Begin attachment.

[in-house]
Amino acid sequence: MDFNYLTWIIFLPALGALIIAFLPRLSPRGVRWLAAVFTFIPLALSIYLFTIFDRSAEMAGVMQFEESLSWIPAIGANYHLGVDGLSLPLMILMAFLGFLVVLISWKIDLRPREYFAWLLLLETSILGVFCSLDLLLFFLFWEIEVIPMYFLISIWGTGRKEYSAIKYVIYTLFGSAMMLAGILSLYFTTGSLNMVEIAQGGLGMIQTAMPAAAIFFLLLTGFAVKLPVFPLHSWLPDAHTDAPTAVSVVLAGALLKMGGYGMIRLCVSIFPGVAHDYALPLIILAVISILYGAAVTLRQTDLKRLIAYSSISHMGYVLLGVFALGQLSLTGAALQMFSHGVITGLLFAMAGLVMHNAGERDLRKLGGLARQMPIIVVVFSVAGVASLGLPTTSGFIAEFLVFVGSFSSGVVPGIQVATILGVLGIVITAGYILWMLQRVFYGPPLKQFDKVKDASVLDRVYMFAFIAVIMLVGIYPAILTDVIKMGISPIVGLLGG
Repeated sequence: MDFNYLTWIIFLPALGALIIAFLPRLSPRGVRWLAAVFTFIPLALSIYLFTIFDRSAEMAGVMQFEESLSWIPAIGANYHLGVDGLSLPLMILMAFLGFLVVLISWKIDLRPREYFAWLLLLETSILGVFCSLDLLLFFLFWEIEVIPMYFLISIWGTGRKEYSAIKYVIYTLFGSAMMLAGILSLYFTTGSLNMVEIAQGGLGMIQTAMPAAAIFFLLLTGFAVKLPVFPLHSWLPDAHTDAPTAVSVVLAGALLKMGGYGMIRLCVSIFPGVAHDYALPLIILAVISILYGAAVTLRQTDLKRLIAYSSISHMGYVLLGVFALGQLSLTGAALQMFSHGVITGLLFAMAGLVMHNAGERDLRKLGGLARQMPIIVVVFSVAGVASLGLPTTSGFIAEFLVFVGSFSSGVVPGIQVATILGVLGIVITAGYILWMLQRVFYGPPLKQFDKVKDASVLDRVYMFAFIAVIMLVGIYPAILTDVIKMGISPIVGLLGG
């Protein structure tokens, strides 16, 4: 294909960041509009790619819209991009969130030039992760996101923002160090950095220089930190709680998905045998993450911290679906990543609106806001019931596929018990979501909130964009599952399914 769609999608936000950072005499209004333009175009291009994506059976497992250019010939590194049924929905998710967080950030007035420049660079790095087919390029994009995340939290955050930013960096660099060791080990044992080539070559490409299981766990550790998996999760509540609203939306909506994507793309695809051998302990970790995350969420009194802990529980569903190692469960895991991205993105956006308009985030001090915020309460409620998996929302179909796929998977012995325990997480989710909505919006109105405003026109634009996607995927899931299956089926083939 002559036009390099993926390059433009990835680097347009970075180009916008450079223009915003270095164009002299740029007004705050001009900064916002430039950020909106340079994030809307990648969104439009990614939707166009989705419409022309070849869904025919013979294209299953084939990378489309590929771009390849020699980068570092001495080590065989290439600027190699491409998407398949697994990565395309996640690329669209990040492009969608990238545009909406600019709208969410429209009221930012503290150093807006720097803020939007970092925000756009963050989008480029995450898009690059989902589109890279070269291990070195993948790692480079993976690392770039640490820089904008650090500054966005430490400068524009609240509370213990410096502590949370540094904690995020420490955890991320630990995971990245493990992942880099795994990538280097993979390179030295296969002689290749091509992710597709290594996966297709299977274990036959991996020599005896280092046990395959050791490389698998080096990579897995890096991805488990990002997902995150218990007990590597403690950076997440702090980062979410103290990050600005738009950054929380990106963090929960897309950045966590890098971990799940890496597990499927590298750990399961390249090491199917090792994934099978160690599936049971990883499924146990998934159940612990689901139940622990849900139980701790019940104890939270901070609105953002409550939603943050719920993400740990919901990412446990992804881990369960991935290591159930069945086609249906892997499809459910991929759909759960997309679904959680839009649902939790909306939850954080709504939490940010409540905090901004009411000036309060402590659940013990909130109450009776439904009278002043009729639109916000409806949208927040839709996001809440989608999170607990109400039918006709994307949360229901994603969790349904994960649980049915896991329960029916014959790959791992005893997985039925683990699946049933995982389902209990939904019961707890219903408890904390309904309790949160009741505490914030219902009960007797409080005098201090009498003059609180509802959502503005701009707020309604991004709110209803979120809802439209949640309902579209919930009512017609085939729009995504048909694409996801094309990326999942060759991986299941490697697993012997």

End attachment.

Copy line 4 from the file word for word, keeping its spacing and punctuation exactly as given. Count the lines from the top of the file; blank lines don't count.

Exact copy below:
């Protein structure tokens, strides 16, 4: 294909960041509009790619819209991009969130030039992760996101923002160090950095220089930190709680998905045998993450911290679906990543609106806001019931596929018990979501909130964009599952399914 769609999608936000950072005499209004333009175009291009994506059976497992250019010939590194049924929905998710967080950030007035420049660079790095087919390029994009995340939290955050930013960096660099060791080990044992080539070559490409299981766990550790998996999760509540609203939306909506994507793309695809051998302990970790995350969420009194802990529980569903190692469960895991991205993105956006308009985030001090915020309460409620998996929302179909796929998977012995325990997480989710909505919006109105405003026109634009996607995927899931299956089926083939 002559036009390099993926390059433009990835680097347009970075180009916008450079223009915003270095164009002299740029007004705050001009900064916002430039950020909106340079994030809307990648969104439009990614939707166009989705419409022309070849869904025919013979294209299953084939990378489309590929771009390849020699980068570092001495080590065989290439600027190699491409998407398949697994990565395309996640690329669209990040492009969608990238545009909406600019709208969410429209009221930012503290150093807006720097803020939007970092925000756009963050989008480029995450898009690059989902589109890279070269291990070195993948790692480079993976690392770039640490820089904008650090500054966005430490400068524009609240509370213990410096502590949370540094904690995020420490955890991320630990995971990245493990992942880099795994990538280097993979390179030295296969002689290749091509992710597709290594996966297709299977274990036959991996020599005896280092046990395959050791490389698998080096990579897995890096991805488990990002997902995150218990007990590597403690950076997440702090980062979410103290990050600005738009950054929380990106963090929960897309950045966590890098971990799940890496597990499927590298750990399961390249090491199917090792994934099978160690599936049971990883499924146990998934159940612990689901139940622990849900139980701790019940104890939270901070609105953002409550939603943050719920993400740990919901990412446990992804881990369960991935290591159930069945086609249906892997499809459910991929759909759960997309679904959680839009649902939790909306939850954080709504939490940010409540905090901004009411000036309060402590659940013990909130109450009776439904009278002043009729639109916000409806949208927040839709996001809440989608999170607990109400039918006709994307949360229901994603969790349904994960649980049915896991329960029916014959790959791992005893997985039925683990699946049933995982389902209990939904019961707890219903408890904390309904309790949160009741505490914030219902009960007797409080005098201090009498003059609180509802959502503005701009707020309604991004709110209803979120809802439209949640309902579209919930009512017609085939729009995504048909694409996801094309990326999942060759991986299941490697697993012997």